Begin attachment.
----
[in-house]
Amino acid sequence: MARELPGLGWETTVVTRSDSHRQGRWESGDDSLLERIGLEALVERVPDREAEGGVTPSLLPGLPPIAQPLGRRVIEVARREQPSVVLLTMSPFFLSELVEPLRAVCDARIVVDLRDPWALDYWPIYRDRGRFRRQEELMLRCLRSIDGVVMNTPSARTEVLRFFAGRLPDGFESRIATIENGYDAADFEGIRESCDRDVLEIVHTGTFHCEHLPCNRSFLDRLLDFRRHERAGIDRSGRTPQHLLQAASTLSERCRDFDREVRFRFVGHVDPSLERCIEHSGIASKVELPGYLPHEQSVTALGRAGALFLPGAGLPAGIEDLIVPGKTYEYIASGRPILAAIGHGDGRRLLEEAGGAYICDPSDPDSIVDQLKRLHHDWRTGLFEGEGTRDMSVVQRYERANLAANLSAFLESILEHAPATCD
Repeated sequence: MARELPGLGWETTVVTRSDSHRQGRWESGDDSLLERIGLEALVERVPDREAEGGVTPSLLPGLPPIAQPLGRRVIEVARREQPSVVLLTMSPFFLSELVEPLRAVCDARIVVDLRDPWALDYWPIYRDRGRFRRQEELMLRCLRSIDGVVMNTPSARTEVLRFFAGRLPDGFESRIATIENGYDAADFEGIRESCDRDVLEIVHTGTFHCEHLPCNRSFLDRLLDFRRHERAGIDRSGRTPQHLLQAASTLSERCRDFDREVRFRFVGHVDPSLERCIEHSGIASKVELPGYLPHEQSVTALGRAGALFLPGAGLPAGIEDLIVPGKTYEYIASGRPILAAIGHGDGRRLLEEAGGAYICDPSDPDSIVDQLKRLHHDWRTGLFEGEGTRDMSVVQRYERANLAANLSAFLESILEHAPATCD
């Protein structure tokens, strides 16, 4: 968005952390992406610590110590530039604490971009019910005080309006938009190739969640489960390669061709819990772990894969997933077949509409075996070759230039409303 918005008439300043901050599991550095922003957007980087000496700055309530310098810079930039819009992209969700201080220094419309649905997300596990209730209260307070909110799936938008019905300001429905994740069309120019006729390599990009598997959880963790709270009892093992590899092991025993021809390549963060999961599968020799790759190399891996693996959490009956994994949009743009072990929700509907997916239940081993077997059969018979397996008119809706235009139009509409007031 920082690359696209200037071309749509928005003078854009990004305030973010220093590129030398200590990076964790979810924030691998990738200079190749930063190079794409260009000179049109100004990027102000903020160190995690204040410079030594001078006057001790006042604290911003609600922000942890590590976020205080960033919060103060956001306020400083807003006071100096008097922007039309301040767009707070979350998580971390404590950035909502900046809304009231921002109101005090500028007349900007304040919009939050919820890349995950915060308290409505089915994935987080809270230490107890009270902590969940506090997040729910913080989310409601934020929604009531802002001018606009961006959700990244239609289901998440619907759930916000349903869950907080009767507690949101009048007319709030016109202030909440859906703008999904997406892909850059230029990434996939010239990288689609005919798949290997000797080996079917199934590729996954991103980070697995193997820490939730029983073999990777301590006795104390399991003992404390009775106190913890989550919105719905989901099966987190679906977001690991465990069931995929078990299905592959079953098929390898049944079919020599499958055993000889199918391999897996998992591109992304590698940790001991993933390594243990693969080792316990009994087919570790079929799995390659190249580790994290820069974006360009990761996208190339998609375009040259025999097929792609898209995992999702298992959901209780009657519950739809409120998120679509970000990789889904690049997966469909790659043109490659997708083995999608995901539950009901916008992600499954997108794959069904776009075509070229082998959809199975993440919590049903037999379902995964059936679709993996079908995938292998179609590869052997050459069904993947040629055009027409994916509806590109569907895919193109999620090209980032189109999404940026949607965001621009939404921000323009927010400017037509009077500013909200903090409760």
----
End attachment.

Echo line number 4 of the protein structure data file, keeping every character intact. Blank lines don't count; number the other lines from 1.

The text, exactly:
């Protein structure tokens, strides 16, 4: 968005952390992406610590110590530039604490971009019910005080309006938009190739969640489960390669061709819990772990894969997933077949509409075996070759230039409303 918005008439300043901050599991550095922003957007980087000496700055309530310098810079930039819009992209969700201080220094419309649905997300596990209730209260307070909110799936938008019905300001429905994740069309120019006729390599990009598997959880963790709270009892093992590899092991025993021809390549963060999961599968020799790759190399891996693996959490009956994994949009743009072990929700509907997916239940081993077997059969018979397996008119809706235009139009509409007031 920082690359696209200037071309749509928005003078854009990004305030973010220093590129030398200590990076964790979810924030691998990738200079190749930063190079794409260009000179049109100004990027102000903020160190995690204040410079030594001078006057001790006042604290911003609600922000942890590590976020205080960033919060103060956001306020400083807003006071100096008097922007039309301040767009707070979350998580971390404590950035909502900046809304009231921002109101005090500028007349900007304040919009939050919820890349995950915060308290409505089915994935987080809270230490107890009270902590969940506090997040729910913080989310409601934020929604009531802002001018606009961006959700990244239609289901998440619907759930916000349903869950907080009767507690949101009048007319709030016109202030909440859906703008999904997406892909850059230029990434996939010239990288689609005919798949290997000797080996079917199934590729996954991103980070697995193997820490939730029983073999990777301590006795104390399991003992404390009775106190913890989550919105719905989901099966987190679906977001690991465990069931995929078990299905592959079953098929390898049944079919020599499958055993000889199918391999897996998992591109992304590698940790001991993933390594243990693969080792316990009994087919570790079929799995390659190249580790994290820069974006360009990761996208190339998609375009040259025999097929792609898209995992999702298992959901209780009657519950739809409120998120679509970000990789889904690049997966469909790659043109490659997708083995999608995901539950009901916008992600499954997108794959069904776009075509070229082998959809199975993440919590049903037999379902995964059936679709993996079908995938292998179609590869052997050459069904993947040629055009027409994916509806590109569907895919193109999620090209980032189109999404940026949607965001621009939404921000323009927010400017037509009077500013909200903090409760």